June 26, 1989
THE PEOPLE OF THE STATE OF ILLINOIS, PLAINTIFF-APPELLEE
SOLOMON JOHNSON ET AL., DEFENDANTS-APPELLANTS
Before trial, Byron's and Bean's attorneys moved for severance based on antagonistic defenses. Byron's attorney stated that Byron's defense was an alibi for that night and that Byron would testify that Bean was the murderer. The trial court denied severance. Thereafter, in his opening statement, Byron's counsel repeatedly referred to Bean. Bean's motion for a mistrial was denied. Further, during the course of trial, Byron's attorney reiterated the theory that Bean was the murderer and continued to do so during closing argument. Bean was convicted, sentenced to death, and appealed directly to the supreme court.
APPELLATE COURT OF ILLINOIS, FIRST DISTRICT, FIRST DIVISION
544 N.E.2d 392, 187 Ill. App. 3d 756, 135 Ill. Dec. 896 1989.IL.990
Appeal from the Circuit Court of Cook County; the Hon. Thomas P. Durkin, Judge, presiding.
JUSTICE CAMPBELL delivered the opinion of the court. MANNING, P.J., and O'CONNOR, J., concur.
DECISION OF THE COURT DELIVERED BY THE HONORABLE JUDGE CAMPBELL
Following a joint jury trial, defendant Irvin Johnson was convicted of murder and armed robbery and sentenced to concurrent prison terms of 80 years and 14 years, respectively; defendant Solomon Johnson, not related to Irvin, was convicted of murder and sentenced to a prison term of 80 years, which was subsequently reduced to 35 years.
On appeal, Irvin and Solomon contend that the trial court erred in denying their individual motions for severance on the grounds that: (a) their defenses were antagonistic and (b) a joint trial denied them their constitutional right to confront their accusers. Solomon contends individually that: (1) the State failed to prove that Solomon or those for whom he was accountable caused or contributed to the victim's death; (2) the trial court's refusal to instruct the jury on lesser included offenses denied Solomon his constitutional rights to due process and trial by jury; (3) the State's comments during closing argument regarding the cause of death and Solomon's burden of proof denied Solomon a fair trial; and (4) defense counsel's failure to present expert testimony that Solomon's acts did not cause or contribute to the victim's death denied Solomon his right to effective assistance of counsel. Irvin contends individually that: (1) the trial court erred in denying his motion to suppress his statement; (2) the trial court erred in prohibiting defense counsel from asking a police officer during cross-examination whether he would have allowed Irvin to leave the police station when Irvin was brought to the station for questioning; (3) the trial court erred in admitting into evidence clothing purportedly taken from Irvin after his arrest; (4) the State's comments during closing argument regarding Irvin's failure to call certain witnesses denied Irvin a fair trial; and (5) the substitution of Judge provision of the Code of Criminal Procedure of 1963 (Ill. Rev. Stat. 1985, ch. 38, par. 114-5) is unconstitutional because it denies defendants who are charged with Class X felonies and tried jointly the same number of automatic Judge substitutions granted to defendants who are charged with Class X felonies and tried singly. For the following reasons, we affirm in part, reverse in part, and remand for new severed trials.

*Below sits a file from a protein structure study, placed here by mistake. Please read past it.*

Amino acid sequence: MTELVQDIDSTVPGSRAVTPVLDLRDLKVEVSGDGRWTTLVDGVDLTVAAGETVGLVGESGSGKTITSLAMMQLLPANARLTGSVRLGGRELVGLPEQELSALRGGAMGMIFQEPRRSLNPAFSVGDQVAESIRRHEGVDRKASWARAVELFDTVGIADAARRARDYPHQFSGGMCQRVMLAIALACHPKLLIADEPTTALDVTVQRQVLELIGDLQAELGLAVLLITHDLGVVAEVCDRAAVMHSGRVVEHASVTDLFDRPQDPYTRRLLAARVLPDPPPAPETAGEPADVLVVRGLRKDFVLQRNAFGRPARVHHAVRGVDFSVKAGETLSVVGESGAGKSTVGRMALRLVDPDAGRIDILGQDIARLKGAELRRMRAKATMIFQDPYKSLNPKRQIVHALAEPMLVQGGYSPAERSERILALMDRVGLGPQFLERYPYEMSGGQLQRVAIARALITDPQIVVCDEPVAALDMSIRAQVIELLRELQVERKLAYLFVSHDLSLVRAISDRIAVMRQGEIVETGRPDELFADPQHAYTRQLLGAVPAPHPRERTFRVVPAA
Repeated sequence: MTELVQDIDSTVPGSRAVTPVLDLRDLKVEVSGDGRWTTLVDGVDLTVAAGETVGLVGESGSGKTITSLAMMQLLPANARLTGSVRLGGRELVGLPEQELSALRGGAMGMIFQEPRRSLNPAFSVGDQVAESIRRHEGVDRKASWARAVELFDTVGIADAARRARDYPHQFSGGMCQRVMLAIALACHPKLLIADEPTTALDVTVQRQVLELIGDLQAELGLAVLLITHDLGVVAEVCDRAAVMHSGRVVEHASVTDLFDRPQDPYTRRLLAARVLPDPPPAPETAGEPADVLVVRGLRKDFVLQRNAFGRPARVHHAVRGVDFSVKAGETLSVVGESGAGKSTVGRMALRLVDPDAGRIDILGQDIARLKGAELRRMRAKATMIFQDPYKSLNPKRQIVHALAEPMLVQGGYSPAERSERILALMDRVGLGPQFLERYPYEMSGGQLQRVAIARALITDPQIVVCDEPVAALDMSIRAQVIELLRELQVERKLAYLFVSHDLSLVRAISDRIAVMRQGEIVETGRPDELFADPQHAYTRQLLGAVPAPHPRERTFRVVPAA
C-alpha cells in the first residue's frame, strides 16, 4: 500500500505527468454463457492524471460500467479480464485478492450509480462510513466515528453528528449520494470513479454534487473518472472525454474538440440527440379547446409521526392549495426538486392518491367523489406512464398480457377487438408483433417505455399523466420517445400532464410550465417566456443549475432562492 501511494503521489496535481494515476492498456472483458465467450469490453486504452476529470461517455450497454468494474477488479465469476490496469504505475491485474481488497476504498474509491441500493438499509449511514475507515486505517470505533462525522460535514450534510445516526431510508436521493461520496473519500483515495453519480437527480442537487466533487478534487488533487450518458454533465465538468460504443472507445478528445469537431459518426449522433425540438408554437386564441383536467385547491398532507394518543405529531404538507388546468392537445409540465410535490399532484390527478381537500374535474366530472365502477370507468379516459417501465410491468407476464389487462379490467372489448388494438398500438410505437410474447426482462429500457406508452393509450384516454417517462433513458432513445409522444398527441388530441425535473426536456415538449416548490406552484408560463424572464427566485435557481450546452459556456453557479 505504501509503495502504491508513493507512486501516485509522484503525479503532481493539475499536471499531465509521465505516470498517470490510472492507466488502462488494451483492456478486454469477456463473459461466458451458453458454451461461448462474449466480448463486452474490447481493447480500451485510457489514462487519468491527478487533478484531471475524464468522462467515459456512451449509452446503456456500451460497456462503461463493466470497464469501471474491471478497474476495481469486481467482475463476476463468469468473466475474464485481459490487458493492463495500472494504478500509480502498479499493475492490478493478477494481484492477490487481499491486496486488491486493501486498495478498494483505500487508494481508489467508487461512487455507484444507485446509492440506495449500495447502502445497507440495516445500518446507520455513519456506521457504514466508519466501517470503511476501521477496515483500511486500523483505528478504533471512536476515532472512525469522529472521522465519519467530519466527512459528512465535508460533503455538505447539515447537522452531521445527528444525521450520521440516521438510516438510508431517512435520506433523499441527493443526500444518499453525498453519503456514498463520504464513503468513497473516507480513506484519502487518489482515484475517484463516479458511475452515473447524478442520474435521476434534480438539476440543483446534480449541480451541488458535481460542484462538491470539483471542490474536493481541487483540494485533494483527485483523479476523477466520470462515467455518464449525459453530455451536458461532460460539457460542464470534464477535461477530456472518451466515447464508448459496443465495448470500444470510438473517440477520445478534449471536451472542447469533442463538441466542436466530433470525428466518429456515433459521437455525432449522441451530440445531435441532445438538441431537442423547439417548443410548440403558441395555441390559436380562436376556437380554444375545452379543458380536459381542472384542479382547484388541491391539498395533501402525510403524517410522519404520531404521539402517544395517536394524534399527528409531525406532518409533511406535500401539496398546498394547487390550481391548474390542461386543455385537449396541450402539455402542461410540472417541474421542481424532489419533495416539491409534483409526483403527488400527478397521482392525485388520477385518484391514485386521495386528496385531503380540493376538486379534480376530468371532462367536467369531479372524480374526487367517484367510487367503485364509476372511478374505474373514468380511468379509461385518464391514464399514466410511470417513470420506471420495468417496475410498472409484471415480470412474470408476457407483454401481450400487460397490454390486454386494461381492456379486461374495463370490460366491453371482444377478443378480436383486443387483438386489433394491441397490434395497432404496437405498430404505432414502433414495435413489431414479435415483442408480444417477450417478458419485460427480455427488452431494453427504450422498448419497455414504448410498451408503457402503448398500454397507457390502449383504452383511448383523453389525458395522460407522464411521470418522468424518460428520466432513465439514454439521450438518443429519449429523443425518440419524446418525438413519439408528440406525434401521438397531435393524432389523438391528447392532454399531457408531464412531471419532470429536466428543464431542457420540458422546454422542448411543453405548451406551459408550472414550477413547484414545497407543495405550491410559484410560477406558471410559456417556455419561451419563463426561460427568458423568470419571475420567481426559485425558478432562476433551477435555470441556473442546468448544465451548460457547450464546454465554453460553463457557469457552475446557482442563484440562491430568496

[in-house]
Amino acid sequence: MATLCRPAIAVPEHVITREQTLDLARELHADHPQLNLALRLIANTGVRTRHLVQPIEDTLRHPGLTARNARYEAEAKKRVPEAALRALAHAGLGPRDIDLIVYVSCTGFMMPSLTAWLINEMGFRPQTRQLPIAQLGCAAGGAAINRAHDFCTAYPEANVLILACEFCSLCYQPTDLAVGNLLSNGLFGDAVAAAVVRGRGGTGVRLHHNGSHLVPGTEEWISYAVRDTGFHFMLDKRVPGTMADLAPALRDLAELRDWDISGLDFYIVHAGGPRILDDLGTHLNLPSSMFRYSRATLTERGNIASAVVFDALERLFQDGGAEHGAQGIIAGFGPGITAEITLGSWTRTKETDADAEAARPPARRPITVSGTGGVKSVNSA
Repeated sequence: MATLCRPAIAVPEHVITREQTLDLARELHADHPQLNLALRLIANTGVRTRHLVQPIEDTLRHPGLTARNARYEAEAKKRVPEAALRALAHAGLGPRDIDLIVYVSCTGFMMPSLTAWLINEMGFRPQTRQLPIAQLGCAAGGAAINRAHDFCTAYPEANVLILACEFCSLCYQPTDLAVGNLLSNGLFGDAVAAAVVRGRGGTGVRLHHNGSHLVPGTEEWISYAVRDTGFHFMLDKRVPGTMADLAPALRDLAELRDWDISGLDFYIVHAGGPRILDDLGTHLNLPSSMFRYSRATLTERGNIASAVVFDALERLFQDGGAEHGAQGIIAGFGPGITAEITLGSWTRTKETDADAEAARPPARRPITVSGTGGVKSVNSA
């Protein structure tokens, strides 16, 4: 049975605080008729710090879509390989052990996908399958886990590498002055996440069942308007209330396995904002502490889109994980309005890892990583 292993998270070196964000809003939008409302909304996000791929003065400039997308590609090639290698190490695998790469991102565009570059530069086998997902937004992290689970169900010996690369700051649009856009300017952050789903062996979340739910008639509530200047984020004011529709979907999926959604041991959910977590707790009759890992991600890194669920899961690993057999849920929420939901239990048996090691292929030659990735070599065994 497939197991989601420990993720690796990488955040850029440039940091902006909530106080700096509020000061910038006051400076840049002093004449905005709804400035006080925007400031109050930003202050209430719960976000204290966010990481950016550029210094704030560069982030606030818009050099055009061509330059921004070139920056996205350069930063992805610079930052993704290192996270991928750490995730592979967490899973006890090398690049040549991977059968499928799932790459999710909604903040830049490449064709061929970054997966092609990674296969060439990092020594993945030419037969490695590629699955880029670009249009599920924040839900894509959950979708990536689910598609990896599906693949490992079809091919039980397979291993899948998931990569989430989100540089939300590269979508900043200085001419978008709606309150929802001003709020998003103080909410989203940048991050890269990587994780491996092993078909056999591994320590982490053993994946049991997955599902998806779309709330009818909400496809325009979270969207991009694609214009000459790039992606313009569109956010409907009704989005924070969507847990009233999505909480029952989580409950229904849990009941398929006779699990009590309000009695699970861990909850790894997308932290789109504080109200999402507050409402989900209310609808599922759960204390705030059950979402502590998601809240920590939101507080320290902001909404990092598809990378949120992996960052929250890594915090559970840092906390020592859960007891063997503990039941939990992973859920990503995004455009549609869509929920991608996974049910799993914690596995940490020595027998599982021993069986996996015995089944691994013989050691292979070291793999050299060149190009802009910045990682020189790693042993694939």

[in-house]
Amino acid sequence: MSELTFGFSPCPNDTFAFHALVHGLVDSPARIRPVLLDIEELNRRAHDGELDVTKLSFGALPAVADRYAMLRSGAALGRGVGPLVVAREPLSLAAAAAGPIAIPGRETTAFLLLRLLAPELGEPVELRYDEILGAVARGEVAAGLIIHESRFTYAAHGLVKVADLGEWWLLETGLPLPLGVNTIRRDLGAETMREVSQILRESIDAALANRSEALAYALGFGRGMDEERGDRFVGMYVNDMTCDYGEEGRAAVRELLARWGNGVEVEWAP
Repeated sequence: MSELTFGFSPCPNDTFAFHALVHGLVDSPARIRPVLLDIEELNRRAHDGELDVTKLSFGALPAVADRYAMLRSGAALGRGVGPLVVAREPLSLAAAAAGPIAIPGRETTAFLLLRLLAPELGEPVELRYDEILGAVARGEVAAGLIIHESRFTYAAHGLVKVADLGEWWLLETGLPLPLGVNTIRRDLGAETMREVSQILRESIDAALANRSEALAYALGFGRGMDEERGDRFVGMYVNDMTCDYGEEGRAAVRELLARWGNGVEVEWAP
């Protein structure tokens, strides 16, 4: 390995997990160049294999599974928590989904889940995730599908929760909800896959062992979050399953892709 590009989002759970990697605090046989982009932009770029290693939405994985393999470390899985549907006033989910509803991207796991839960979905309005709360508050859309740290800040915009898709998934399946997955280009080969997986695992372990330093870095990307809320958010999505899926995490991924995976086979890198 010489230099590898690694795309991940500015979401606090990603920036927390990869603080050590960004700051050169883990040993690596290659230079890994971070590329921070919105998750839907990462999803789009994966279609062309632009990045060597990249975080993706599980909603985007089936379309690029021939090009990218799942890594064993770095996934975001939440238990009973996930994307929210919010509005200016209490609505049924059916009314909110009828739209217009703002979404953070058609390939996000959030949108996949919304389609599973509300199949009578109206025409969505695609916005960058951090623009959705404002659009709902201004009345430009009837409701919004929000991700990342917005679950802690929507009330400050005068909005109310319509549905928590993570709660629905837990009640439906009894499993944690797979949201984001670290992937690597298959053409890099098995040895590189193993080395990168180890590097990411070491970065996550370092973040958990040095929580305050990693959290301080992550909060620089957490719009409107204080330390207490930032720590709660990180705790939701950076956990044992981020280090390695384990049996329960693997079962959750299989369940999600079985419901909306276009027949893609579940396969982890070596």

The record sets forth the following facts. Approximately noon on February 20, 1981, the body of a male was found lying facedown in a drainage ditch along 155th Street in Harvey, Illinois. His face and body had been severely beaten and he was wearing only jockey shorts and had a cloth belt and wire hanger wrapped around his neck. A short distance away, an investigator found a hammer in the weeds.
Through fingerprint identification, the investigators identified the victim as Steven Freeman. They then interviewed Freeman's roommate, who told them that he had last seen Freeman alive on Thursday night, February 19, at a bar on 157th Street and Halsted. Freeman had been wearing blue jeans, a flannel shirt and a brown vest and had been driving a 1974 red Ford pickup truck with license plate number 813562B. The detectives notified the State Police of the information regarding the truck.